Attorney General George Savvides told the parents of murdered soldier Thanasis Nicolaou that police are looking into DNA evidence collected 17 years ago.
Army conscript Nicolaou, 26, was found dead under a Limassol bridge in 2005, with authorities declaring it a suicide at the time.
After years of campaigning by his parents, who would not accept their son had committed suicide, new forensic evidence that his death was from strangulation prompted the Attorney General to reopen the case.
On Friday, Thanasis’ parents heard officials tell them that the next step in the case would be to compare DNA found on their son’s clothes with that of soldiers serving with him at the time of his death.
Savvides and his deputy Savvas Angelides attended the meeting, with the parents, their lawyer Loukis Loukaides, the deputy chief of police Demetris Demetriou and investigator Antonis Alexopoulos.
Investigators have collected statements, including fellow soldiers of the murdered conscript while collecting from the evidence room his clothes with DNA evidence found at the time.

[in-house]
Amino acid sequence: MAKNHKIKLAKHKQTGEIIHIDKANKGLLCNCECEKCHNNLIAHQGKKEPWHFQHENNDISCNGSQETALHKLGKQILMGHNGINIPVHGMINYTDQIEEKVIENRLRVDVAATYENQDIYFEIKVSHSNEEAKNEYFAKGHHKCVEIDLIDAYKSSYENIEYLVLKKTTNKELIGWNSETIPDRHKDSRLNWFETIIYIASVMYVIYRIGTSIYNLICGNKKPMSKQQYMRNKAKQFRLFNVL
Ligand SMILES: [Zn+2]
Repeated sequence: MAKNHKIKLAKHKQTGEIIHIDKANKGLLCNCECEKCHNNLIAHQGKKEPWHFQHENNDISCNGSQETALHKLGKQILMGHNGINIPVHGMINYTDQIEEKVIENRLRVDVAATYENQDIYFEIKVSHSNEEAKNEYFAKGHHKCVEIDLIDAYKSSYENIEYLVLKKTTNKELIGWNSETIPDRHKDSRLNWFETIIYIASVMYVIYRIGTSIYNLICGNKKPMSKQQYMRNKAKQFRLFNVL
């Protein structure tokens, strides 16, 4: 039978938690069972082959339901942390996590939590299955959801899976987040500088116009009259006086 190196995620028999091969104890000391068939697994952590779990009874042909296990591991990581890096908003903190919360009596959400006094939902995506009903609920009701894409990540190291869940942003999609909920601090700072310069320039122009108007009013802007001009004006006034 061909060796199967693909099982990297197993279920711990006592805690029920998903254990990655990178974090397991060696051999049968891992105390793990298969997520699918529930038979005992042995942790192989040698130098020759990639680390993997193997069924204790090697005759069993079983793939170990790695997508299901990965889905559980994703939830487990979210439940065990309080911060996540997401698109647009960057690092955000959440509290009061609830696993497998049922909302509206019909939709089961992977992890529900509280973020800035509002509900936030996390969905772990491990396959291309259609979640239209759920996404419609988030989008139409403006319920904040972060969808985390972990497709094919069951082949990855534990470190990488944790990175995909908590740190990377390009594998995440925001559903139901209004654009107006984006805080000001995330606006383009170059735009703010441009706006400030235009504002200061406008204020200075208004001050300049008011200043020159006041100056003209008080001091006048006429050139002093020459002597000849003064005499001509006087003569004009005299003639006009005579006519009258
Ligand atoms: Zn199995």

The DNA of three people was found on Thanasis’ clothes; however, as police deemed the case as suicide, efforts to match the DNA with possible suspects were never made.
Investigators Antonis Alexopoulos and Savvas Matsas, probing the case earlier this year, named suspects in their findings handed to the Attorney General.
These people are expected to be invited to testify.
The inquiry report was submitted to the attorney-general last month and is the third probe into the circumstances surrounding Nicolaou’s death.
The report also points the finger at police officers and then state pathologists who had ruled it suicide, solely based on the fact that the conscript’s body had been found under a bridge.
He was found under a bridge in Alassa, Limassol, in September 2005, about 12 kilometres from his home and barracks.
Authorities were convinced that Nicolaou had committed suicide, but police had not questioned all his army comrades, despite the victim filing a report of being bullied.
Three police officers and a medical examiner, named in the media as Panicos Stavrianos, are to be investigated for negligence while performing their duties.
Coroners in Athens last year, who had examined the 26-year-old’s exhumed remains, concluded that Nicolaou had been strangled, as his hyoid bone, initially recorded as undamaged, was broken.
Savvides has given investigators until the end of January to conclude their probe.